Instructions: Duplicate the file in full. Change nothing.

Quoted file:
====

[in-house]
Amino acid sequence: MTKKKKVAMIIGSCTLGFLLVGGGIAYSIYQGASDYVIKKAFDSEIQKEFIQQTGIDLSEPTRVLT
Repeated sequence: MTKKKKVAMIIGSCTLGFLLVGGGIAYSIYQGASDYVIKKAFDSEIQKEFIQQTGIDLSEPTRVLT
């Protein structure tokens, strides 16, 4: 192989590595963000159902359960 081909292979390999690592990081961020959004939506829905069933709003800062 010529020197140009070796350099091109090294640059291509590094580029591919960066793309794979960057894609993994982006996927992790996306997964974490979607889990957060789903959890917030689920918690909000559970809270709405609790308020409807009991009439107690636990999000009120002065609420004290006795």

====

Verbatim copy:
[in-house]
Amino acid sequence: MTKKKKVAMIIGSCTLGFLLVGGGIAYSIYQGASDYVIKKAFDSEIQKEFIQQTGIDLSEPTRVLT
Repeated sequence: MTKKKKVAMIIGSCTLGFLLVGGGIAYSIYQGASDYVIKKAFDSEIQKEFIQQTGIDLSEPTRVLT
């Protein structure tokens, strides 16, 4: 192989590595963000159902359960 081909292979390999690592990081961020959004939506829905069933709003800062 010529020197140009070796350099091109090294640059291509590094580029591919960066793309794979960057894609993994982006996927992790996306997964974490979607889990957060789903959890917030689920918690909000559970809270709405609790308020409807009991009439107690636990999000009120002065609420004290006795």